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of inciting a insurrection on the capitol. when the witness issue came up, you had interesting republicans leaning over and joining president after this insurrection, so it threw it all
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into disarray, but let's go to chuck. >> without objection, sohu ordered. president, the senator from utah. >> i withdraw my appeal. >> the appeal withdrawn. the chair would advise everybody, the evidentiary recorder is closed. 47 described the scope of those things not admitted into evidence as those referenced in trial. new evidence is not permitted in closing argument. references to such new evidence will be stricken. >> the house managers have the floor if they wish to resume. >> how much time do they have?
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>> house managers. >> mr. president. >> house manager. >> esteemed senators, good afternoon. we are grateful for your kind attention this week as we engaged in a process formulated and put to paper by the founders in my home city of philadelphia which is getting its fair share of attention this week. in 1787, 234 years ago, my colleague, mr. ciccilline addressed the president's dereliction of duty. ire will focus on issues the defense raised questions about.
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the defensens suggests this was just one speech andde one speec cannot incite insurrection. and the defense suggested, because the attack was preplanned by some insurrectionists, donald trump is somehow not culpable. both of these things are plainly not true. nor are they what we allege. so, let's be clear. we are not suggesting that donald trump's january 6th speech by itself incited the attack. we have shown that his course of conduct leading up to and including that speech incited the attack. the defense is correct that the insurrection was preplanned. that supports our point. we argued, and the evidence overwhelmingly confirms, that donald trump'srm conduct over my months incited his supporters to believe, one, his big lie, that the only way he could lose was if the election was rigged.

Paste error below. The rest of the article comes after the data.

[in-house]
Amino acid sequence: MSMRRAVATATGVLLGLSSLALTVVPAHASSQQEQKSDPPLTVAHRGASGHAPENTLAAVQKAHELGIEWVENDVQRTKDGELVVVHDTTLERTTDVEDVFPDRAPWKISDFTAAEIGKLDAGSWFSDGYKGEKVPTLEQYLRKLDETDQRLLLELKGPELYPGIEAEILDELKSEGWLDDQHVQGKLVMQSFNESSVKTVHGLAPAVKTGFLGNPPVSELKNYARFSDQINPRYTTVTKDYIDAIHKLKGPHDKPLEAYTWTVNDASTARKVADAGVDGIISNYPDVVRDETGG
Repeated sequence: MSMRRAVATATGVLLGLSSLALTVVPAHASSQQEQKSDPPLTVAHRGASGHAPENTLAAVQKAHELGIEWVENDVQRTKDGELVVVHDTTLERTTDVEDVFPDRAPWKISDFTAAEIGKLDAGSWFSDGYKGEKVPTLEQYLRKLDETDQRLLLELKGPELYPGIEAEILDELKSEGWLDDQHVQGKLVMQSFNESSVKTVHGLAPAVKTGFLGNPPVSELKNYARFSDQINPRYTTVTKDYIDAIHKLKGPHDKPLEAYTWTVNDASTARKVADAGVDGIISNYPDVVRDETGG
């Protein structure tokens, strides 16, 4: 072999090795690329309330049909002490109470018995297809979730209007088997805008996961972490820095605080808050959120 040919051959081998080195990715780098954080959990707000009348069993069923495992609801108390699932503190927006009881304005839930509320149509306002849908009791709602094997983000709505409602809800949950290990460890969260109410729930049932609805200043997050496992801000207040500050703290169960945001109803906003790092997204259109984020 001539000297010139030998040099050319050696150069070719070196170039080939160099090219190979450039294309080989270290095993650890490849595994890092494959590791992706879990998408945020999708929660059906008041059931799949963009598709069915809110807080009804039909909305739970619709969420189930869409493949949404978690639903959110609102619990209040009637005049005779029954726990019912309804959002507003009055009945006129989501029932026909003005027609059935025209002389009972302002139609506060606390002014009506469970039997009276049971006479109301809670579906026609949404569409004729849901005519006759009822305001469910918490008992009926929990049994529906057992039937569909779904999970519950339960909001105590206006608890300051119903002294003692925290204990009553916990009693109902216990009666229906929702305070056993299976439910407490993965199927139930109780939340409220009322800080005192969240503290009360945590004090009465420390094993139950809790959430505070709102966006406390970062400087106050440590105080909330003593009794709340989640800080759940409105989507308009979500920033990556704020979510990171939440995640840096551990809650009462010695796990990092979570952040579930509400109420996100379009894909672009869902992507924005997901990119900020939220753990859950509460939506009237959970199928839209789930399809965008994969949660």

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two, that to ensure the election would not be stolen, to prevent the fraud, they had to stop the steal. and three, they had to fight to stop the steal or they would not have a country anymore. this conduct took time, and it culminated in donald trump sending a save the date on december 19th, 18 days before the attack, telling his base exactly when, where, and who to fight. and while he was doing this, he spent $50 million from his legal defense fund to simultaneously broadcast his message to stop the steal over all major networks. donald trump invited them. he incited them. then he directed them. here are a few clips that will help bring that story to light. >> can you give a direct answer?
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you will accept the election? >> i have to see. look, you -- i have to see. no, i'm not going to just say yes. this election will be the most rigged election in history. this is going to be the greatest election disaster in history.in and the only way they can take this election away from us is if this is a rigged election. we're going win this election.s it's a rigged election. it's the only way we're going to lose. >> do you commit to making sure that there's a peaceful transfer of power? >> we want to get rid of the ballots and you'll have a very peaceful -- there won't be a transfer, frankly. there will be a continuation. >> it's the only way we're going to -- it's the only way we're going to lose is if there's mischief. mischief. and it will have to be on a big scale. so, be careful. but this will be one of the greatest fraudulent and most fraudulent elections ever. we're not going to let this election be takene away from u. that's the only way they're going to win it. this is a fraud on the american public. this is an embarrassment to our country.